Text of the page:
It's true that Greek was spoken in a large area at some time in human history and indeed it's now spoken mainly in Greece in a mostly uniform way. The main reason that there are not many Greek-deriving languages is political.
Greek was spoken mostly in the eastern part of Mediterranean sea, Balkans, Anatolia (now Turkey), now Syria, Jordan, Israel, Egypt etc even in some parts of Italy where there is still a small bilingual community in south Italy. The speakers of these areas often understood, spoke or even (in a less degree of course) wrote in Greek but the degree Greek was their mother tongue is debatable. Greek was undoubtedly the "lingua franca" of the entire region and this gave it some extra bonus for people to acquire it and use it. But on the other half this also meant that since it was only lingua franca for a large proportion of the population, when the condition changed then other lingua francas took its place. This means that the transaction from lingua franca to mother tongue (even for bilinguals) is a process that apparently did not occur soon enough. The reason for the latter are political.
Let's check the regions where Greek speaker existed at some time:
- The main political power of most of these areas before the Arabian expansions was Byzantium that was mainly Greek-speaking in a large degree. Of course not all provinces shared the same degree of Greek native speakers.
- South Balkans and Anatolia were probably at a larger degree native speakers than Egypt for example. This can be explained partially also by the fact that they remains under the political power of a Greek-speaking state (Byzantium).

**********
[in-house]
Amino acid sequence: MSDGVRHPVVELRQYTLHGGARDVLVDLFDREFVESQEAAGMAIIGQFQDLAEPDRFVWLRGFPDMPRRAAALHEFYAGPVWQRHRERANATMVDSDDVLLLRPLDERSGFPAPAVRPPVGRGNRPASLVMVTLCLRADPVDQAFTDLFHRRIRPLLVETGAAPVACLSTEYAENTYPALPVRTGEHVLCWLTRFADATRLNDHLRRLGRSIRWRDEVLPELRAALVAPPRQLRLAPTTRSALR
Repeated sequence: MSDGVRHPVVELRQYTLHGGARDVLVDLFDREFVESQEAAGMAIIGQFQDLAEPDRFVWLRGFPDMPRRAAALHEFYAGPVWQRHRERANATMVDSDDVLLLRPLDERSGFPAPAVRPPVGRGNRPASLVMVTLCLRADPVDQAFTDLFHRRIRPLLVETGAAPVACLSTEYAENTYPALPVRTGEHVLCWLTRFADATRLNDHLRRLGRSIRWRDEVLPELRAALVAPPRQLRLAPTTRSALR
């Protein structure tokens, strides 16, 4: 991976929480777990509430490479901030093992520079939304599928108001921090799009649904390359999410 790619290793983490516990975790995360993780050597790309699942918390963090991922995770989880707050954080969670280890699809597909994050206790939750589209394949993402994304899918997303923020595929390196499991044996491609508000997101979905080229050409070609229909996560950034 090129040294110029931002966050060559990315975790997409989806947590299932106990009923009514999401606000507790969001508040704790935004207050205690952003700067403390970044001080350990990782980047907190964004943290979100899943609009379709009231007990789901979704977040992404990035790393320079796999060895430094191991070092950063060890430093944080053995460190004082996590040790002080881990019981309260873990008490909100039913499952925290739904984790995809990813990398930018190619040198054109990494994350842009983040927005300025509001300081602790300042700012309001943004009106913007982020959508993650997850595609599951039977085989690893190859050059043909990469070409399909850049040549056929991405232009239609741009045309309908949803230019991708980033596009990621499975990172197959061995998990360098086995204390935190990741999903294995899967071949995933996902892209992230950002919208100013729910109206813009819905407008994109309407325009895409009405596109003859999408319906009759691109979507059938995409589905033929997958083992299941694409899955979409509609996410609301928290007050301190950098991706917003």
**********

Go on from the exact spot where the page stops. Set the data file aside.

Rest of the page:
- The Anatolia region were not conquered by Arabs (although at some part it did) but by Turkish-speaking people in a process long enough that ended in the 15th century. This can be seen today that the Turkish-Arabic language limit is the Anatolia border. During this era a gradual Greek abandoning began that ended in the 20th century forcibly with the departure of the last remnants of native Greek speakers from Anatolia.
- Many areas that are now Arabic speaking regions like Syria, Jordan, Egypt etc had a quite large spread of a religion diversion from the official Byzantine faith (they are called heresies by the official Orthodox state of Constantinople -now Instanbul-) like Arianism. From this variation came the Coptic Christian of Egypt. The main issue here is that people became estranged by the official authorities of Byzantium and so when the Arab conquered the area they more easily abandoned the old political power (Byzantium) and the language it used (Greek).
- The Balkans have a lot of invasions of Slavic people which where not Greek-speaking. These make a difference since they permanently settled in the (often deserted by wars etc) areas and assimilate with the locals. So the people used a mixture of languages with some being mother tongues and other just lingua francas.
- Regions besides the (unstable) borders of the Byzantium, present day Iraq, partially Iran, Pakistan and a small part of India, can be considered cases where the native Greek speakers were not the majority at any time and so with the political loss of power they eventually assimilated with other speakers. For example the Indo-Greek Kingdom which was a Hellenistic kingdom felt even at its political peak the need to make its coins bilingual. That signified the idea that people in charge felt the Greek language is not illegible by a large proportion of their citizens.
This explains the spread of Greek language in the area where at some times where spoken.
As for the part about the variation, I guess this also has to do with political issues: consider the language the Italian speak now and the language they spoke 1 1/2 century ago: there were various and more widespread dialects while now many exist but fewer in number and spread.